Smith Follows Nationwide Trend Of Hoverboard Bans

Rachel Farber '16Assistant News Editor

Dean of Students Julianne Ohotnicky sent an email to the campus community on Jan. 14 informing students about the college’s new policy banning hoverboards.  The devices pose several safety threats that have precipitated bans on hoverboards across the country.

Hoverboards contain lithium ion batteries and have been reported to spontaneously catch fire.  “Until [the] cause of these fires is fully understood and the risks have been mitigated, it is in the best interest of community safety that we prohibit these devices,” said Ohotnicky in the email.

Smith’s ban follows the trend of hoverboard ban policies on college campuses around the country.

UMass Amherst also announced a policy prohibiting “hoverboards and similar devices,” David Robinson, executive director of environmental health and safety at UMass reported to The Daily Collegian.  The ban at UMass also includes “self-balancing scooters, battery-operated scooters and hands-free segways.”

Over 30 colleges have banned hoverboards, and the U.S. Consumer Product Safety Commission is investigating the fires caused by hoverboards.

Buzzfeed reported that hundreds of factories in China are the main manufacturers of hoverboards, but the devices are imported and sold by only 30 companies in the United States.  Due to the fad, factories are quickly changing what products they make – factories that just days ago produced e-cigarettes and speakers, according to Buzzfeed, are now making hoverboards.    

The ban on hoverboards, as well as the ban on other devices containing lithium ion batteries, has extended past college campuses. Many airlines have also banned hoverboards from all flights.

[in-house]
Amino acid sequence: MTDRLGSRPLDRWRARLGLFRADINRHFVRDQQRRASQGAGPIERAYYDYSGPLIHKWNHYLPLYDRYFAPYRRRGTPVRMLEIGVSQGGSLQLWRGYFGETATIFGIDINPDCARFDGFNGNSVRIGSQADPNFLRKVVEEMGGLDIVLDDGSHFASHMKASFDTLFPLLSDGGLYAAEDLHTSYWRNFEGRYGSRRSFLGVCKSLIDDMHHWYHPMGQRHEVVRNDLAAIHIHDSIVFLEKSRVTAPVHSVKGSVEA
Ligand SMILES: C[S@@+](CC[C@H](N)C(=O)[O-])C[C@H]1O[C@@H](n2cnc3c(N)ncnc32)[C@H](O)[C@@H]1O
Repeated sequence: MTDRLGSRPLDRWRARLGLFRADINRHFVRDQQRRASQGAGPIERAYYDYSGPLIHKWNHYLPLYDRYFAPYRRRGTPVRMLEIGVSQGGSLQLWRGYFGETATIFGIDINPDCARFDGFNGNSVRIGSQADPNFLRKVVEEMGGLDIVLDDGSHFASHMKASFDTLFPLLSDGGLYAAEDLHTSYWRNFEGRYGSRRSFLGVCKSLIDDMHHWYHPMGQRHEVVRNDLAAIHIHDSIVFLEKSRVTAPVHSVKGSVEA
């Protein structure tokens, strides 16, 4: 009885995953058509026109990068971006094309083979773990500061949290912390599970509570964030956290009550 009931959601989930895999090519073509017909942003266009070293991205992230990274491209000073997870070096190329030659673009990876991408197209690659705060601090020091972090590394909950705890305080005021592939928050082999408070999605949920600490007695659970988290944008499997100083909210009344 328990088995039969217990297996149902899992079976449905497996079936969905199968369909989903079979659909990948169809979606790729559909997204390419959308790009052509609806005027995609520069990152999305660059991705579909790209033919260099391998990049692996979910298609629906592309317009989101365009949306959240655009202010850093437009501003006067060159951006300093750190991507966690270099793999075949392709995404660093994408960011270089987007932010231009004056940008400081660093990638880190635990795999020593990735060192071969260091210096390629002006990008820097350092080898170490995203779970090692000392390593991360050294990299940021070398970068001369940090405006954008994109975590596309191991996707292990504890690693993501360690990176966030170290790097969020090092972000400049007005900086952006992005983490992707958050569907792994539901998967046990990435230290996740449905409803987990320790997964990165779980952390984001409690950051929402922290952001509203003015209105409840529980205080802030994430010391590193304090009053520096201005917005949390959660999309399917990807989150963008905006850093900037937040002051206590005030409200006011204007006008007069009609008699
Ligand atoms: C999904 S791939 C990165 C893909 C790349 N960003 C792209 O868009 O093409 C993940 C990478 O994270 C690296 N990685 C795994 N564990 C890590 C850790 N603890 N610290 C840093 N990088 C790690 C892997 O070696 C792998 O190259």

Even the U.S. Postal Service banned the shipment of hoverboards by airplane.  According to a USPS statement, “This product travels on ground transportation, due to the potential safety hazards of lithium batteries.”

In addition, Amazon warned customers to throw away certain hoverboard devices and promised customers a refund for their purchase.  “We regret the inconvenience this may cause but trust you will understand that your safety and satisfaction is our highest priority,” the retailer stated in an email to affected customers.

The Metropolitan Transportation Authority in New York City has one of the most expansive bans on hoverboards. On Jan. 27, the MTA banned the possession of hoverboards on New York City subways, city buses, Long Island Railroad and Metro-North Railroad trains and the Staten Island Railway, as well as all platforms.

In its statement, the MTA cited a study by the U.S. Pipeline and Hazardous Material Safety Administration, which found that 80 percent of hoverboards tested used batteries that were not certified properly.

“If you have one of these devices, please remove it from campus. If you receive or purchase one of these devices during the break,” Ohotnicky said in her campus-wide email, “please know that you will not be able to have it on campus, and if it is found, it will be confiscated.”